The committee endorses the proposal that the definitive VAT system should be based on the country of destination principle because it will create a level playing field for all suppliers in the same national market, regardless of where they are headquartered. According to the Action Plan, the country of destination principle only applies to goods in the first transitional phase. For the sake of simplicity and to avoid further complications, the committee has called on the Commission and the Member States to consider how services can be incorporated more quickly into the new system and to examine how financial services can be more generally subject to VAT.
At the same time, the Committee points out that the new system must be clear, coherent, balanced, proportionate and future-proof. In this context, the EESC is calling on the European Commission to prudently examine the possibility of introducing a generalised reverse charge system for all cross-border B2B transactions. According to the EESC, although the reverse charge procedure is already being used in some Member States to reduce VAT fraud in certain economic sectors, the general application of this principle could lead to VAT fraud being shifted to the retail level.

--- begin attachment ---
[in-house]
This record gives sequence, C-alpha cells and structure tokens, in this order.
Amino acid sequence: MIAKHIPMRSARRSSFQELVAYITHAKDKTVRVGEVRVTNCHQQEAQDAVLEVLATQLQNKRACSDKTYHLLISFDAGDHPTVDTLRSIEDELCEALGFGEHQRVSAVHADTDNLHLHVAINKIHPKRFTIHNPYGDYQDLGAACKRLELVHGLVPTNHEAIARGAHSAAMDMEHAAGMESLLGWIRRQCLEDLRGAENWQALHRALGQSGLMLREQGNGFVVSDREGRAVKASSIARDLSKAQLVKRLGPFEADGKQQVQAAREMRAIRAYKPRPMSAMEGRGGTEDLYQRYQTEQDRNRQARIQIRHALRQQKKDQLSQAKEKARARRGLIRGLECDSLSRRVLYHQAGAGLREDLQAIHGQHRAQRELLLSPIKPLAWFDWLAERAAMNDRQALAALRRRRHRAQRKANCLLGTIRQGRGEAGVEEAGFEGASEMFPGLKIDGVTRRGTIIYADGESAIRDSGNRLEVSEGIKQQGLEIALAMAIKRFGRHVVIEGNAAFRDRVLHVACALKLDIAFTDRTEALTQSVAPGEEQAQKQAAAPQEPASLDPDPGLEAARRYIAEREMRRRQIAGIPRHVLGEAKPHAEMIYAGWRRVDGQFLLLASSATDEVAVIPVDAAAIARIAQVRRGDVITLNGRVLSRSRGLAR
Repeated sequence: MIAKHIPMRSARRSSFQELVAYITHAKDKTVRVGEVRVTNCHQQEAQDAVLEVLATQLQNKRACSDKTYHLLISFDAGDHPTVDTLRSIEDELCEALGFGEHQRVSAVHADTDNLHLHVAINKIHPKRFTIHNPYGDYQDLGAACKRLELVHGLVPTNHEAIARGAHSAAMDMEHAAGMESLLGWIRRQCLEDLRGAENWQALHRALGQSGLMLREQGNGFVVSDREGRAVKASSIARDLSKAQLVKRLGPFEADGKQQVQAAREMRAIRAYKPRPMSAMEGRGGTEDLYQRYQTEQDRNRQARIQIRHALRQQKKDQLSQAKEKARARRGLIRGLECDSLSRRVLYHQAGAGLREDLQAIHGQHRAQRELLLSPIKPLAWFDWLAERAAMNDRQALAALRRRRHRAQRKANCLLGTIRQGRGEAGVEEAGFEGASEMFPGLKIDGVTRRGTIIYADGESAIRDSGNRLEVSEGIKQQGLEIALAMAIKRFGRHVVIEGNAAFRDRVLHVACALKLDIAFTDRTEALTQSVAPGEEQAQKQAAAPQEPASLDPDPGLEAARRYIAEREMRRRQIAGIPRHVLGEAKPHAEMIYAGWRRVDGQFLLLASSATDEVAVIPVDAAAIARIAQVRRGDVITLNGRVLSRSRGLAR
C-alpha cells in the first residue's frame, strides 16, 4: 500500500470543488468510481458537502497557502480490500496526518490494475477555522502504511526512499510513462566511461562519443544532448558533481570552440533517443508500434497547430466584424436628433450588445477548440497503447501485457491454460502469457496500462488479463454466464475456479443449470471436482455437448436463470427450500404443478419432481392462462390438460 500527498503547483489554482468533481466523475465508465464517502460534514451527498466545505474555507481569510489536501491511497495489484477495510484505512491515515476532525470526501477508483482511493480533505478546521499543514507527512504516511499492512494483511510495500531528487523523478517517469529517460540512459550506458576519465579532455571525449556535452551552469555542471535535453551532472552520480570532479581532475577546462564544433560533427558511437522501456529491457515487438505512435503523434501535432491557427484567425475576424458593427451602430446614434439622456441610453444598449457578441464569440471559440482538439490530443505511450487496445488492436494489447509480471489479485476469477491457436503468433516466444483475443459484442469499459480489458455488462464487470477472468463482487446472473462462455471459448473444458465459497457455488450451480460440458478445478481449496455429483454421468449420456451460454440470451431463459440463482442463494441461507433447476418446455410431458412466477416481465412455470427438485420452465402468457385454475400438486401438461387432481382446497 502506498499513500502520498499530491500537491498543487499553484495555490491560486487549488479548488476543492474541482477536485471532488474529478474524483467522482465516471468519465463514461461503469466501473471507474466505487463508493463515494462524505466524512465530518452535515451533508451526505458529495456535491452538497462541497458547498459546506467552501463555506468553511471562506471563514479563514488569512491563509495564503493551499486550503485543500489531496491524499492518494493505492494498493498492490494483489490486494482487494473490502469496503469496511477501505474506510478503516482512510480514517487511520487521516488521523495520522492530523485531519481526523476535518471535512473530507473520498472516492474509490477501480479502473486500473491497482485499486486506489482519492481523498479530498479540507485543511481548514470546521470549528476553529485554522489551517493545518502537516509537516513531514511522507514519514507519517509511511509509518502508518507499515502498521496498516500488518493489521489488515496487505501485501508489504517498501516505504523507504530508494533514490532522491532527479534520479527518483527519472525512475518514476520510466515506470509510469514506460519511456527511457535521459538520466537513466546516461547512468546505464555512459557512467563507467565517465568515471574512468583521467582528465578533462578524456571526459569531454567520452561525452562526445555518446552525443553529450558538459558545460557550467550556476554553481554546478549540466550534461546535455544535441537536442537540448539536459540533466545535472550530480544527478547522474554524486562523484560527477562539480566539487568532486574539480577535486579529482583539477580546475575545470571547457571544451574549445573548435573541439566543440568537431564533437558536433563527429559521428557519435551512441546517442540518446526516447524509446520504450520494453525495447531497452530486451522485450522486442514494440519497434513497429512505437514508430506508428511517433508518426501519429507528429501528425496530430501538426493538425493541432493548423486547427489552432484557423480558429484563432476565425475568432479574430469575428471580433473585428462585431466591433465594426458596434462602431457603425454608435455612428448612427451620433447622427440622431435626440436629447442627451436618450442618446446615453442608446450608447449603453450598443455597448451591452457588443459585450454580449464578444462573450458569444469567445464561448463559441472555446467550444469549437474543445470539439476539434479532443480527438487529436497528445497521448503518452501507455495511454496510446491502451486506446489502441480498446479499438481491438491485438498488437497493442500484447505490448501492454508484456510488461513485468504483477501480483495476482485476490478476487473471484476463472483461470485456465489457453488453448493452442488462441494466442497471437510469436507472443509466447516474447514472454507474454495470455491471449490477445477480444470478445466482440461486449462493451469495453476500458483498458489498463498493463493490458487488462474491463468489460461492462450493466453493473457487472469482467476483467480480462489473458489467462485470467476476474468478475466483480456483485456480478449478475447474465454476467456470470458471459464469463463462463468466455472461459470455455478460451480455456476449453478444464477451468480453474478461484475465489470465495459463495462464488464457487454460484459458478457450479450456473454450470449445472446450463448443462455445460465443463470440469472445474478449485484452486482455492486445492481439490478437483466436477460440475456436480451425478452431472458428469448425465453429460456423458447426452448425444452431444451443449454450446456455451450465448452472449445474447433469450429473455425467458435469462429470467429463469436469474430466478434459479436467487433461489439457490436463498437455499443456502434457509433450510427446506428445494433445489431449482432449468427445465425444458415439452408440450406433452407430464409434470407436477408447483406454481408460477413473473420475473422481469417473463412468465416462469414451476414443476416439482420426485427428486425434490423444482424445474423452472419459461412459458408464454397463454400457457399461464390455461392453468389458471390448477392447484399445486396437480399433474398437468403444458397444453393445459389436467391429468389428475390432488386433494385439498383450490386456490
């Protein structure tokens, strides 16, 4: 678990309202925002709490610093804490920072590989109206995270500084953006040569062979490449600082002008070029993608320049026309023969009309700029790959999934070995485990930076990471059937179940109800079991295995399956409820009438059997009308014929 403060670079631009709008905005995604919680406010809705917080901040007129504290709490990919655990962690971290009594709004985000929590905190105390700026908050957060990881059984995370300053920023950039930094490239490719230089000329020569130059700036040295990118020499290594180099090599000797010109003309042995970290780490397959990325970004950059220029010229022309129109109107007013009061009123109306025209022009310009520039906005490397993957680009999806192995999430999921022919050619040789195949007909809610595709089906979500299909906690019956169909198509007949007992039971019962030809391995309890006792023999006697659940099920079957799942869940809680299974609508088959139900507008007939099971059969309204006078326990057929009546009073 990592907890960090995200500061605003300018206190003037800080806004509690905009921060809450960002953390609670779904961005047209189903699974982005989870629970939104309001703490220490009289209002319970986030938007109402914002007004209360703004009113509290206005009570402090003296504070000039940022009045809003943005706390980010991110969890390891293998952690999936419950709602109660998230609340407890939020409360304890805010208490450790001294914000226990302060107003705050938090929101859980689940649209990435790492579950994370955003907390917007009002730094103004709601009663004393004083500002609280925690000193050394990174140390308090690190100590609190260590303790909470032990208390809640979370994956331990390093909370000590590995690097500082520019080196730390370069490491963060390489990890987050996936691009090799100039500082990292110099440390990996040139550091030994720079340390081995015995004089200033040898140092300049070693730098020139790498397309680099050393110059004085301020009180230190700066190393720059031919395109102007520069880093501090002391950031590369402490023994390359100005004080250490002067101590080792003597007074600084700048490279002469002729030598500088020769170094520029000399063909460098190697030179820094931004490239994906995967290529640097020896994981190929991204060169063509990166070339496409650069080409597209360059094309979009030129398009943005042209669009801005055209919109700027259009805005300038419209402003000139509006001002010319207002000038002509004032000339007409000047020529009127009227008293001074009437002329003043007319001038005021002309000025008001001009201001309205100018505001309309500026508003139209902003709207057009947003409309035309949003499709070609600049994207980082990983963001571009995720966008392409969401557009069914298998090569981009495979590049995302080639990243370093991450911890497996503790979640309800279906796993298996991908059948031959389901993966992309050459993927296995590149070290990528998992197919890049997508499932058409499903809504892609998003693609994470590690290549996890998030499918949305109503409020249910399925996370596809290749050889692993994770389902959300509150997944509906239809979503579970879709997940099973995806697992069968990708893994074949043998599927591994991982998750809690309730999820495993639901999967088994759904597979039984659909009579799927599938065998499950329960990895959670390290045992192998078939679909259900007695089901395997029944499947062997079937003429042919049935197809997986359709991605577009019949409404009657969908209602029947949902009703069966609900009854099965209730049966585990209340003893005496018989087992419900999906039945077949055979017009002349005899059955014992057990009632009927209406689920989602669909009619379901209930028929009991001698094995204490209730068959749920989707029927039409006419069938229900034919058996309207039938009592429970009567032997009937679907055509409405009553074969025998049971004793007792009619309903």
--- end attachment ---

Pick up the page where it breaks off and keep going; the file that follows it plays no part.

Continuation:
The EESC calls for the role and strategic importance of social enterprises to be taken into consideration in the future definitive VAT system. In this respect, a potential revision of Point 15 of Annex III of Directive 112/2006 should be considered or a new provision should be added on applying the reduced tax rate for social, health and education services for disadvantaged people via formally recognised institutions. In particular, consideration should be given in the new VAT system to the possibility of eliminating or reducing the VAT applicable to goods and services for people who are disabled or disadvantaged. Furthermore, the Commission recommends that existing VAT exemptions used in a number of Member States for non-profit organisations be maintained because of the specific nature of these organisations and the absence of a cross-border dimension.